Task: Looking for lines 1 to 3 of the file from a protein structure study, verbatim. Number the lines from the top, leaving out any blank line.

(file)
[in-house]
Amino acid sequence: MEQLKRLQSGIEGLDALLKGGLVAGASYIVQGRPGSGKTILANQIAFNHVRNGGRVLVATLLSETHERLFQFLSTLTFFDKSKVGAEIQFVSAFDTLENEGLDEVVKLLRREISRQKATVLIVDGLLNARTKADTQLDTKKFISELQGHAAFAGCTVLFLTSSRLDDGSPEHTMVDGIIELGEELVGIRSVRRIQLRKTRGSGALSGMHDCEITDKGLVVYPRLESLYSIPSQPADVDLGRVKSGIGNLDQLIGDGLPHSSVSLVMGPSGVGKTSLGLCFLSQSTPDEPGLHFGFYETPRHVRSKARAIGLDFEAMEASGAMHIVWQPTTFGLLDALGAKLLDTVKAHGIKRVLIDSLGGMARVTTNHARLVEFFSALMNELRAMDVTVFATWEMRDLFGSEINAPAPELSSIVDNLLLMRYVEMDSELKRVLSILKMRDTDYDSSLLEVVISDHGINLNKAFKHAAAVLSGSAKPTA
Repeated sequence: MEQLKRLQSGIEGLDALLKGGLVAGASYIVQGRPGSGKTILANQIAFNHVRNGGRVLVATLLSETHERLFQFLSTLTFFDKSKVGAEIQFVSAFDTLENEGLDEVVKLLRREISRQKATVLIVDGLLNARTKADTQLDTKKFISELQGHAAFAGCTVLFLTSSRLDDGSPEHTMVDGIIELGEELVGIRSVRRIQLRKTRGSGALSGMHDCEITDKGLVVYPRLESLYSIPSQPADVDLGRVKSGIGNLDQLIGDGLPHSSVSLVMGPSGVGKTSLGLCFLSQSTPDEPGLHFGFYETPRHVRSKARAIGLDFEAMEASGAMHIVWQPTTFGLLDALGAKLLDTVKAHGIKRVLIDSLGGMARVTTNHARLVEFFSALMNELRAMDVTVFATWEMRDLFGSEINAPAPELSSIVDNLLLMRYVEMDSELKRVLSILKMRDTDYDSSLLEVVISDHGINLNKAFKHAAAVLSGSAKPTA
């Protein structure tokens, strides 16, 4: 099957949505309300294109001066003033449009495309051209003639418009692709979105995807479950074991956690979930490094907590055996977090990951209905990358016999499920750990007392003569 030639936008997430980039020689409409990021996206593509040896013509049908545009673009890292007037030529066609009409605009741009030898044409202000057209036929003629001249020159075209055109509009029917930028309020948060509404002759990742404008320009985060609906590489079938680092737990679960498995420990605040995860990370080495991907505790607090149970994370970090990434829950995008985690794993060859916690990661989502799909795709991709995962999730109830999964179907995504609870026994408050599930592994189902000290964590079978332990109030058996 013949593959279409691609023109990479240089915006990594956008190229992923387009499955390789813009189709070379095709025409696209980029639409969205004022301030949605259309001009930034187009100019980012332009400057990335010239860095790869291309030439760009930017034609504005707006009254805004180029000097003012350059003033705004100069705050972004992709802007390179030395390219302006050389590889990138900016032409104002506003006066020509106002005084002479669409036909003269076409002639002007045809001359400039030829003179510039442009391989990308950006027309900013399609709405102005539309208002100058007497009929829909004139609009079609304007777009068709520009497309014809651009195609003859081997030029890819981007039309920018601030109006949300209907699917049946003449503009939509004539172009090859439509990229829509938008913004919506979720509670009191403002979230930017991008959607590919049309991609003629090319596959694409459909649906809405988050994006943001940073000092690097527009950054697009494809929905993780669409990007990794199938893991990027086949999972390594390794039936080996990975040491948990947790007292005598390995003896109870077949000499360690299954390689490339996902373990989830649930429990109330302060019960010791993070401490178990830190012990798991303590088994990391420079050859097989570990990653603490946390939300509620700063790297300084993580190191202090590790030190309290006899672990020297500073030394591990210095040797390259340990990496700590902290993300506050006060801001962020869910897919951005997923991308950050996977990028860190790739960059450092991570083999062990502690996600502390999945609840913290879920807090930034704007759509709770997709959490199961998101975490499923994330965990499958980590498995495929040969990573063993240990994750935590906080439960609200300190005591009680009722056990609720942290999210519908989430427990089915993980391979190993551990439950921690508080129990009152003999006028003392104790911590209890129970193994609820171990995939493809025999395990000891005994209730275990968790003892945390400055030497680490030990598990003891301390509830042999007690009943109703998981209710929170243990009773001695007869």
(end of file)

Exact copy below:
[in-house]
Amino acid sequence: MEQLKRLQSGIEGLDALLKGGLVAGASYIVQGRPGSGKTILANQIAFNHVRNGGRVLVATLLSETHERLFQFLSTLTFFDKSKVGAEIQFVSAFDTLENEGLDEVVKLLRREISRQKATVLIVDGLLNARTKADTQLDTKKFISELQGHAAFAGCTVLFLTSSRLDDGSPEHTMVDGIIELGEELVGIRSVRRIQLRKTRGSGALSGMHDCEITDKGLVVYPRLESLYSIPSQPADVDLGRVKSGIGNLDQLIGDGLPHSSVSLVMGPSGVGKTSLGLCFLSQSTPDEPGLHFGFYETPRHVRSKARAIGLDFEAMEASGAMHIVWQPTTFGLLDALGAKLLDTVKAHGIKRVLIDSLGGMARVTTNHARLVEFFSALMNELRAMDVTVFATWEMRDLFGSEINAPAPELSSIVDNLLLMRYVEMDSELKRVLSILKMRDTDYDSSLLEVVISDHGINLNKAFKHAAAVLSGSAKPTA
Repeated sequence: MEQLKRLQSGIEGLDALLKGGLVAGASYIVQGRPGSGKTILANQIAFNHVRNGGRVLVATLLSETHERLFQFLSTLTFFDKSKVGAEIQFVSAFDTLENEGLDEVVKLLRREISRQKATVLIVDGLLNARTKADTQLDTKKFISELQGHAAFAGCTVLFLTSSRLDDGSPEHTMVDGIIELGEELVGIRSVRRIQLRKTRGSGALSGMHDCEITDKGLVVYPRLESLYSIPSQPADVDLGRVKSGIGNLDQLIGDGLPHSSVSLVMGPSGVGKTSLGLCFLSQSTPDEPGLHFGFYETPRHVRSKARAIGLDFEAMEASGAMHIVWQPTTFGLLDALGAKLLDTVKAHGIKRVLIDSLGGMARVTTNHARLVEFFSALMNELRAMDVTVFATWEMRDLFGSEINAPAPELSSIVDNLLLMRYVEMDSELKRVLSILKMRDTDYDSSLLEVVISDHGINLNKAFKHAAAVLSGSAKPTA